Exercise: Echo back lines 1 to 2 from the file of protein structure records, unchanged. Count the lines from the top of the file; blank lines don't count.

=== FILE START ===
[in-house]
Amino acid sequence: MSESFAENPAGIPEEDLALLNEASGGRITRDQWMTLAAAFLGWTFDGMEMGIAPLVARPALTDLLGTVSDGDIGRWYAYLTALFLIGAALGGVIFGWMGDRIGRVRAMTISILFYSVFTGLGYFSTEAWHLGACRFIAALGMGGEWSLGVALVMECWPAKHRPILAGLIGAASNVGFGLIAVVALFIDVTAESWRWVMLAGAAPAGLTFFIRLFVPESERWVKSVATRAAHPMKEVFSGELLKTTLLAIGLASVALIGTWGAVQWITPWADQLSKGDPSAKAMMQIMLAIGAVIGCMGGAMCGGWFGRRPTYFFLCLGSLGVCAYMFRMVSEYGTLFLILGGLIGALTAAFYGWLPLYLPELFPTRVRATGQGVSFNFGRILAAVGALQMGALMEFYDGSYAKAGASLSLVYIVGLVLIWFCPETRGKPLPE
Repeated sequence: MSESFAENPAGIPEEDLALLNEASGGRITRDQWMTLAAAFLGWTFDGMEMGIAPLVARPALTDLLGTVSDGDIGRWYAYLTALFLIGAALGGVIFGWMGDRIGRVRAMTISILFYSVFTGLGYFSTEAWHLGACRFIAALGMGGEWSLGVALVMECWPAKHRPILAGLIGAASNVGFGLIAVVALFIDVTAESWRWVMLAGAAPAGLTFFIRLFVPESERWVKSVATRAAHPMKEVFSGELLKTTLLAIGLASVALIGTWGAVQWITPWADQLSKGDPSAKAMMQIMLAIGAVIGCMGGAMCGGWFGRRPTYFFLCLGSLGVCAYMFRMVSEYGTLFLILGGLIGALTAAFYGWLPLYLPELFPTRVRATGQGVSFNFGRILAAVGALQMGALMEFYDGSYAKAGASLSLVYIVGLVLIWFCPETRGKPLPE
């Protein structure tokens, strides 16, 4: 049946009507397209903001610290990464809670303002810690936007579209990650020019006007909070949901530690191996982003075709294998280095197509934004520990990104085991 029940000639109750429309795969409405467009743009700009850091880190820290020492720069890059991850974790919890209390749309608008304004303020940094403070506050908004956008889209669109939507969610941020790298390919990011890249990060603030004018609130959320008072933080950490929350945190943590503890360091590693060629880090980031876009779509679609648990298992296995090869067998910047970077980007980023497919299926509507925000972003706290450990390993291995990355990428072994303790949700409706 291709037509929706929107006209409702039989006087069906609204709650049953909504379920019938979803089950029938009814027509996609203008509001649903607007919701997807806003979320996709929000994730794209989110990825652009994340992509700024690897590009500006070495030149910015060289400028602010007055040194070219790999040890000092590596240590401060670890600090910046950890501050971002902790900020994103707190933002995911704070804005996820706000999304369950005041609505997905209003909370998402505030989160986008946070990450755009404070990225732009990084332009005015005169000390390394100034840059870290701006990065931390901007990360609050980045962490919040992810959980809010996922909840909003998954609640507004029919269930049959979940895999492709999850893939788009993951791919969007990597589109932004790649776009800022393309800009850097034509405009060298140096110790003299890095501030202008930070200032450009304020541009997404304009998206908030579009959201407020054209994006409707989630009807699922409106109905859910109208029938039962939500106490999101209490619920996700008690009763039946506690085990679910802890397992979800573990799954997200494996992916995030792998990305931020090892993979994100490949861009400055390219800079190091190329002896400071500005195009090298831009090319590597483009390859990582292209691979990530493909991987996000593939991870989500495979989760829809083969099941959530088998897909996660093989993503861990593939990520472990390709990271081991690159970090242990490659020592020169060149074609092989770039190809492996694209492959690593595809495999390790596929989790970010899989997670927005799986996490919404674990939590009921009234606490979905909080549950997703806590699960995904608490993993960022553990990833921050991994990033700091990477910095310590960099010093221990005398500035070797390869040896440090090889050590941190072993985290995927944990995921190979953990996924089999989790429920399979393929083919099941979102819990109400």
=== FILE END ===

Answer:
[in-house]
Amino acid sequence: MSESFAENPAGIPEEDLALLNEASGGRITRDQWMTLAAAFLGWTFDGMEMGIAPLVARPALTDLLGTVSDGDIGRWYAYLTALFLIGAALGGVIFGWMGDRIGRVRAMTISILFYSVFTGLGYFSTEAWHLGACRFIAALGMGGEWSLGVALVMECWPAKHRPILAGLIGAASNVGFGLIAVVALFIDVTAESWRWVMLAGAAPAGLTFFIRLFVPESERWVKSVATRAAHPMKEVFSGELLKTTLLAIGLASVALIGTWGAVQWITPWADQLSKGDPSAKAMMQIMLAIGAVIGCMGGAMCGGWFGRRPTYFFLCLGSLGVCAYMFRMVSEYGTLFLILGGLIGALTAAFYGWLPLYLPELFPTRVRATGQGVSFNFGRILAAVGALQMGALMEFYDGSYAKAGASLSLVYIVGLVLIWFCPETRGKPLPE